Castagna Un Segreto 2009

Medium bodied wine goes perfectly with medium bodied food so this match works perfectly. The Un Segreto is a 60% Sangiovese and 40% Shiraz blend that is lip smackingly dry and savoury with its perfume aromas and wild blueberries bouncing around before light red-fruits and spice take a strangle hold. At this stage the wine is holding is cards close to its chest but it still shows great flavours and mouth watering acidity. The best thing about this wine is the tannins! They are some of the best tannins in the country as they are light yet perfectly balanced with the favours and they spread out on my tongue like a fan that has opened out for the first time. Furthermore the wine is totally balanced with a little extra funky town action that is happening on the back palate.

Alcohol: 13.5%
Price: $75
Rated: 92 +
Drink: 2015 - 2024

Brokenwood Regional Blend Shiraz 2009

Brokenwood make a variety of wines from fruit from all over the country. When I first opened the box and noticed the label I was immediately felt a glow of joy as I thought I was in for some Hunter Valley magic but alas on closer inspection this wine comes from McLaren Vale and from a very warm vintage.    This wine is 70% McLaren Vale with a touch, 30%, of Beechworth thrown in.

Brokenwood Regional Blend Shiraz 2009

When I normally taste I have at least five bottles open at one time so I can track their development over three to seven days but with this wine I just kept on wanting to go back to this over all the other wines.  This wine does have richness, through the flavours of tar and chocolate, woven through it but it never gets a head of itself.  There are even elements of glazed cherries and spice mixed with dark plums that freshen the palate right up. In fact I wrote down elegant in a lighter full bodied style across the top of my notes.  In the end I thought a lot of this wine and even though there was a little alcohol warmth on the back palate, for the vintage this is spectacular. I guess that one of the things that takes it up the quality spectrum was the fact that I drank more of this wine that the other samples combined as it was so appealing.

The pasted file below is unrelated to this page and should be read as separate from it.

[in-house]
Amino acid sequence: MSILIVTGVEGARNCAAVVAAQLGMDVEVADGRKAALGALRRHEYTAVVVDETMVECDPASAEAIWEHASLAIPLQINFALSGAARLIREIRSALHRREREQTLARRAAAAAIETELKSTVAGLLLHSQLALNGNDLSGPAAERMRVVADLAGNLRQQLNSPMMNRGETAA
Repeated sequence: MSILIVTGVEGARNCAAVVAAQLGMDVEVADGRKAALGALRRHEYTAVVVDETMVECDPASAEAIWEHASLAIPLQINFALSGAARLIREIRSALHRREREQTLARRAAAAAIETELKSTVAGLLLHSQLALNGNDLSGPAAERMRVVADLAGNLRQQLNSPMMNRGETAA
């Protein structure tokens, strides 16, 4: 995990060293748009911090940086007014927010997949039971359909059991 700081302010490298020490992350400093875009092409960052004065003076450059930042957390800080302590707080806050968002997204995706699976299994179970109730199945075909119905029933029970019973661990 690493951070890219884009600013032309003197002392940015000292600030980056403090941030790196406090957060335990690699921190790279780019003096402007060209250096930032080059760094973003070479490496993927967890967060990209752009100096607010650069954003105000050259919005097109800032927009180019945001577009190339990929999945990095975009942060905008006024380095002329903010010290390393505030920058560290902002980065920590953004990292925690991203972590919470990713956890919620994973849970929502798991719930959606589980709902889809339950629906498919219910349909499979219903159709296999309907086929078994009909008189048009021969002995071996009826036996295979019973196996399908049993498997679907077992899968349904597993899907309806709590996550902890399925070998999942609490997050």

Alcohol: 14%
Price: $32
Rated: 89
Drink: Now or over the next 7 years


Friday, 1 June 2012

Michael Hall Roussanne 2011

Roussanne can pair so well with so many different foods, especially if it is made in a chiseled and sculptured manner like this one. There is not much of this variety in Australia, which might be due to the fact that it is difficult to grow well and if handled incorrectly will oxidise quickly. Roussanne loves to be paired with any sort of root vegetable and bird even if there is a thick creamy white sauce lathered on top. It is the sort of wine that would be perfect when it starts to get a bit cooler, like it is now.

Michael Hall Roussanne 2011

It is amazing that this wine is so together and complete at such a young age.  The mouthfeel is creamy and slippery with a line of acidity running down the centre of the wine. As the wine travels down my tongue it moves from lightness to a rich mid-palate and then finishes with a lightness which is both invigorating and mesmerising at the same stage. I'm not going to even worry about the flavours but I will say that complexity is not an issue.

Alcohol: 13%
Price: $35
Rated: 90
Drink: give it 5 years before opening your first one.

Dawson & James Chardonnay 2010

I always get excited when I see bottle of wine from a new winery come across my tasting bench.  This wine is the first release from two gentlemen that have been in the industry for donkeys years. In fact they have retired many times from different wineries.  The vineyard that this wine comes from used to make it's way into the top wine from Bay of Fires.

Dawson & James Chardonnay 2010

Massive barrel ferment characters yell from the bottle as soon as I open it but they soon mellow out and allow the bright flavours of grapefruit and peach skin to take the stage.  On day one, the entry of the wine was a little too sweet but by day five everything was humming along. This is a beautiful wine with huge amounts of flavours like toffee, gunpower, smoked spice and nuts woven into the fabric of the wine. At 42 bucks it provides very good value for a wine of this quality.  The only thing that let me down from moving the wine into stupid value territory was the weak mid-palate but I would still happily stash these away for a while before I pulled them out at a party.

Alcohol: 12%
Price: $42
Rated: 89
Drink: 2017 - 2025